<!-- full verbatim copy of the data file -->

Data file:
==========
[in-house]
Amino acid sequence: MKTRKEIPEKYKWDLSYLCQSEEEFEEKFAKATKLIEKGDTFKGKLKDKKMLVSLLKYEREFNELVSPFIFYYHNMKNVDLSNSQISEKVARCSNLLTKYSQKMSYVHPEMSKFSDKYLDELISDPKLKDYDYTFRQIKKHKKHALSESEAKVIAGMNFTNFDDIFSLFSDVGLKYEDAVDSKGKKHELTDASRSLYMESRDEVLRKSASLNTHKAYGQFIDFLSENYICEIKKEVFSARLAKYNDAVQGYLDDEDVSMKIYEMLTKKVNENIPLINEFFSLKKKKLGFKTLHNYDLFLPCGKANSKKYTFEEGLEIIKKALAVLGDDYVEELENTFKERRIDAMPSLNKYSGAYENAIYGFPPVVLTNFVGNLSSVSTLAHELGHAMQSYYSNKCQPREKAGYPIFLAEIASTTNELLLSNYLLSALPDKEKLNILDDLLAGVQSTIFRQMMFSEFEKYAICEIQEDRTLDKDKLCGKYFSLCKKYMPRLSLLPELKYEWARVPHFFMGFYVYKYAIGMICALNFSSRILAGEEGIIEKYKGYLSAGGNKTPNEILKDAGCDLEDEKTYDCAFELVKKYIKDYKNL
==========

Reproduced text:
[in-house]
Amino acid sequence: MKTRKEIPEKYKWDLSYLCQSEEEFEEKFAKATKLIEKGDTFKGKLKDKKMLVSLLKYEREFNELVSPFIFYYHNMKNVDLSNSQISEKVARCSNLLTKYSQKMSYVHPEMSKFSDKYLDELISDPKLKDYDYTFRQIKKHKKHALSESEAKVIAGMNFTNFDDIFSLFSDVGLKYEDAVDSKGKKHELTDASRSLYMESRDEVLRKSASLNTHKAYGQFIDFLSENYICEIKKEVFSARLAKYNDAVQGYLDDEDVSMKIYEMLTKKVNENIPLINEFFSLKKKKLGFKTLHNYDLFLPCGKANSKKYTFEEGLEIIKKALAVLGDDYVEELENTFKERRIDAMPSLNKYSGAYENAIYGFPPVVLTNFVGNLSSVSTLAHELGHAMQSYYSNKCQPREKAGYPIFLAEIASTTNELLLSNYLLSALPDKEKLNILDDLLAGVQSTIFRQMMFSEFEKYAICEIQEDRTLDKDKLCGKYFSLCKKYMPRLSLLPELKYEWARVPHFFMGFYVYKYAIGMICALNFSSRILAGEEGIIEKYKGYLSAGGNKTPNEILKDAGCDLEDEKTYDCAFELVKKYIKDYKNL